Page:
Understanding the potential barriers or challenges to OER adoption can help you develop strategies for specific audiences. Some stakeholders may be resistant to OER so you'll need to prepare responses to common questions and concerns. For example:
|It’s hard to find OER. It's much easier to find a traditional textbook.||It can be hard to find OER due to the variety of ways OER are produced, published and shared. However, OER collections and repositories help bring OER content together to make it easier to locate.||
Prepare a guide with links to key collections and strategies to find OER in different discipline areas that you can share with your stakeholders.
Ask for feedback on the suitability of the located resources and use this as an opportunity to deeply engage with a discipline or subject area.
Lastly, consider tailoring a short list of ‘recommended repositories’ that act as a starting point for staff to search unassisted.
|There are no suitable OER for a specific topic.||There is low OER coverage in some subject areas. You may not be able to find an OER for every requirement of a course but you may be able to find OER that the stakeholder could tailor for their course or outline support available for them to create their own OER. They can add or remove content from existing OER or mix multiple resources together to create a resource suitable for their course. New OER are regularly being developed so if nothing is suitable currently there may be an option available in the near future.||
Find examples of OER activities that have potential to be tailored or remixed for different subject areas.
Maintain awareness of the development of new OER in particular disciplines. If you can locate an OER in the discipline, ask the staff about its suitability for the curriculum. Should the feedback include actionable statements requiring change to the resource, this could be a catalyst to engaging staff in repurposing or redesigning the OER for local use.
|OER are freely available so they must not be as good as paid content.||OER are often created by discipline experts and undergo a process of peer review to ensure the quality of the resources. Staff should review any OER they plan to adopt as they would any resource they intend to use in their course. If an OER is not perfect, Creative Commons licensing will often allow the staff member to adapt the content to fit their needs. Studies have shown that the use of OER in courses can lead to better student learning outcomes than the use of traditional resources (Fischer et al., 2015; Ross et al., 2018; Zhao et al., 2020).||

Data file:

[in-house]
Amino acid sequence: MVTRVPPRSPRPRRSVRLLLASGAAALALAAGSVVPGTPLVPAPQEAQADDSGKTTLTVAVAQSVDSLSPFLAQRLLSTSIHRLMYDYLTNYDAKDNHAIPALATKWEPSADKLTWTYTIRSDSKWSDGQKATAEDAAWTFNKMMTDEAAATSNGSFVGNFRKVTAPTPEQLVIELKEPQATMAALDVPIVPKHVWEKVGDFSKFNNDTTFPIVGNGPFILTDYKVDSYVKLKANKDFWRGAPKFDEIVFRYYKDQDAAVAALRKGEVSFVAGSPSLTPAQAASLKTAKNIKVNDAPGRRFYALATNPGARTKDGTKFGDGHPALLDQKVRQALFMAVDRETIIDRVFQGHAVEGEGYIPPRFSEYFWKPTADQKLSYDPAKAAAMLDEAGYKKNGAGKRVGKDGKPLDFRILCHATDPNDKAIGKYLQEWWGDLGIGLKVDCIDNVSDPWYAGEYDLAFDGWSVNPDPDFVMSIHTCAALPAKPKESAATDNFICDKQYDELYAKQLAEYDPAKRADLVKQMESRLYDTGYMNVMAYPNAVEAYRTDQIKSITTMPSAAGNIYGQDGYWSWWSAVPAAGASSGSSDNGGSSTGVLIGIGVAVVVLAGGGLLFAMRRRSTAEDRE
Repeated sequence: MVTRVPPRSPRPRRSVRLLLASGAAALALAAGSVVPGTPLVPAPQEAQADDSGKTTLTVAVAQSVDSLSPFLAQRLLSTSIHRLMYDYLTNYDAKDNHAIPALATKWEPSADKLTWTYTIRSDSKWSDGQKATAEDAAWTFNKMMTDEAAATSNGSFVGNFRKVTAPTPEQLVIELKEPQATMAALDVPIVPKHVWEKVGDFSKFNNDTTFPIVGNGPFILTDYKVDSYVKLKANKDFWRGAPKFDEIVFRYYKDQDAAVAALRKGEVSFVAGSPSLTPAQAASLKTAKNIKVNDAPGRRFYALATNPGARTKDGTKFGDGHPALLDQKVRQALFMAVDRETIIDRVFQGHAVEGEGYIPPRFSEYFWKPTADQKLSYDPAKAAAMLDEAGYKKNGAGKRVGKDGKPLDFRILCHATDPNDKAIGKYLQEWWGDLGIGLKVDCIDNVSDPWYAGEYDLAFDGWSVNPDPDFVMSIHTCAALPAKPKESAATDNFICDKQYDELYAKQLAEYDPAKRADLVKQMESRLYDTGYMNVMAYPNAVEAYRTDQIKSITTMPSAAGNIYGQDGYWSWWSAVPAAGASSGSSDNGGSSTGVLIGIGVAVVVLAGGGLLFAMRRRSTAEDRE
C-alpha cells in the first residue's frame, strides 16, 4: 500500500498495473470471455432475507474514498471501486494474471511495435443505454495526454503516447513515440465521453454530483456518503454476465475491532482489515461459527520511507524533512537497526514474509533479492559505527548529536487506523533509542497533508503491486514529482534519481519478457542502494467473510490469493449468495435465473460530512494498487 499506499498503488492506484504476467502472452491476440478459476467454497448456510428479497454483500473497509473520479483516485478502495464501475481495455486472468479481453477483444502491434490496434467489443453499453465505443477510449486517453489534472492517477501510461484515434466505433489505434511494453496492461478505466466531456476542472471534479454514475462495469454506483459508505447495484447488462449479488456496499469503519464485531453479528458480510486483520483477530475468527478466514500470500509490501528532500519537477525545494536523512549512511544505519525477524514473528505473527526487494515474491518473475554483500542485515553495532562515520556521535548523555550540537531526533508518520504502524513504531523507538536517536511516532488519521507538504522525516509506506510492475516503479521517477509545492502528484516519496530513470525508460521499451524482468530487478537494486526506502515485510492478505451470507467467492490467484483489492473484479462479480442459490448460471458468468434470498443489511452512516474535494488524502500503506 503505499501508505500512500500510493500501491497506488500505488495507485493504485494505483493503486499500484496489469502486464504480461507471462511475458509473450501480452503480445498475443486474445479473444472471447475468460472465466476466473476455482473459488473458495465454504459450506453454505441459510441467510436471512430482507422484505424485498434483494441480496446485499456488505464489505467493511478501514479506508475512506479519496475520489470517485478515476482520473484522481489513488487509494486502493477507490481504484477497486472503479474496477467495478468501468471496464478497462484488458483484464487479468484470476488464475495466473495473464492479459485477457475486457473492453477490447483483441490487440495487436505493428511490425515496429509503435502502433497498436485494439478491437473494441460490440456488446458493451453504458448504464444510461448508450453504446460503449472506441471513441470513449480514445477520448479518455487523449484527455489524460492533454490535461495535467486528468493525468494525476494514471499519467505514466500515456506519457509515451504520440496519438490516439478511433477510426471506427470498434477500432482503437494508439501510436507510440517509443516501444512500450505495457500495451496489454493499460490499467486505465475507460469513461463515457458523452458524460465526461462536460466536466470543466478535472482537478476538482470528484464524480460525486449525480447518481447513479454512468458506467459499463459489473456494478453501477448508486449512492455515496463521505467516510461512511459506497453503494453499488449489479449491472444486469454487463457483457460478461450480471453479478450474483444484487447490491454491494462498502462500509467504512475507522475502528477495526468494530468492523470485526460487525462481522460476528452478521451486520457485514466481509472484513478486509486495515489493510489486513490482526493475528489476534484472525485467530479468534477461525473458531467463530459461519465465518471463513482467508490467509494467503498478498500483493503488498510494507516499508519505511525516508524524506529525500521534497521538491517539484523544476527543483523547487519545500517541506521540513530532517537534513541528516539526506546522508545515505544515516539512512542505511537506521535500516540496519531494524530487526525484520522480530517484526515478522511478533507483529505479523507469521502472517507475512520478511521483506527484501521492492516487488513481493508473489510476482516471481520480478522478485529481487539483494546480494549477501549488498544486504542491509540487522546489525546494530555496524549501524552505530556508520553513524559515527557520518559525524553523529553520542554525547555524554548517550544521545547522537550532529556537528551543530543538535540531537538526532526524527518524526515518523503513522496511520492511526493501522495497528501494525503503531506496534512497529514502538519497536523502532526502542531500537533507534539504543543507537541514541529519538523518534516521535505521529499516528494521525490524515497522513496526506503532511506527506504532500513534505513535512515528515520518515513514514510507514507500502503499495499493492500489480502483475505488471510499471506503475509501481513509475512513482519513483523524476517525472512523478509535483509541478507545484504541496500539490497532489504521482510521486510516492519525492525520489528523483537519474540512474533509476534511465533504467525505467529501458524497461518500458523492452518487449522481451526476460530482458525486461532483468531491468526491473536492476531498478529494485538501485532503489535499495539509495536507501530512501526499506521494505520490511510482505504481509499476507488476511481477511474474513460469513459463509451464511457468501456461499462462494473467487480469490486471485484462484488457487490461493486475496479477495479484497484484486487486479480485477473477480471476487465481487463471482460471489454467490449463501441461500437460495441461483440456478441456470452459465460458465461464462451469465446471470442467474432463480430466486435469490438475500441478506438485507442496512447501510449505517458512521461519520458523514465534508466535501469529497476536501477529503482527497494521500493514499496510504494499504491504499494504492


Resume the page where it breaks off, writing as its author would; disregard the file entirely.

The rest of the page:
Show examples of peer reviewed OER and share studies that look at student learning outcomes from the use of OER in courses. If you're starting with a discussion about open textbooks, consider using the Open Textbook Library and show the transparent reviews that accompany over 80 per cent of these texts. Encourage staff to leave reviews if they use OER. This is an effective way to contribute back to the open community.
|It takes time and technical skills to use OER.||It can take time to find, adapt or create an OER. Maintenance and improvement of existing OER will also take time. OER authors may need to learn how to use a particular platform and how to make content accessible. Setting up a grant program or providing support options can help to alleviate this concern.||
Establish avenues for OER support within the institution, as open education can be positioned as a natural extension of many existing responsibilities. Librarians can help locate and evaluate OER, learning designers can advise on pedagogically sound ways to integrate OER with learning outcomes and graphic designers can support remixing and repurposing activities. Prepare a guide that explains how to do the technical steps, how to make content accessible and where to get support. Offer workshops that help build skills for adapting or creating OER and communicate ongoing support strategies.
|Copyright for OER is difficult to understand.||OER generally use Creative Commons licensing with ‘plain English’ statements that explain the permissions and conditions of re-use. OER authors can add an attribution statement that indicates which CC licence they have applied to their resource and a link to the specific licence. This allows the author to be correctly attributed whenever their resource is re-used and to set conditions on how it is used.||
Clarify support options for open licencing, such as requesting advice from a copyright officer or librarian. Seek ways to integrate open licencing and attribution with existing information sessions (for example, copyright training). Prepare a guide that explains the different CC licences, how to select a CC licence for a work and how to correctly attribute others’ work. Consider too whether CC licences can be incorporated into copyright FAQ webpages and other similar resources.
Fischer, L., Hilton, J., Robinson, T. J., & Wiley, D. A. (2015). A multi-institutional study of the impact of open textbook adoption on the learning outcomes of post-secondary students. Journal of Computing in Higher Education, 27(3), 159–172. https://doi.org/10.1007/s12528-015-9101-x
Ross, H. M., Hendricks, C., & Mowat, V. (2018). Open textbooks in an introductory sociology course in Canada: Student views and completion rates. Open Praxis, 10(4), 393–403. https://doi.org/10.5944/openpraxis.10.4.892
Zhao, Y., Satyanarayana, A., & Cooney, C. (2020, November 7). Impact of open education resources (OER) on student academic performance and retention rates in undergraduate engineering departments [Paper presentation]. 2020 Fall ASEE Mid-Atlantic Section Meeting, Stevens Institute of Technology, Hoboken, NJ, United States. https://peer.asee.org/36048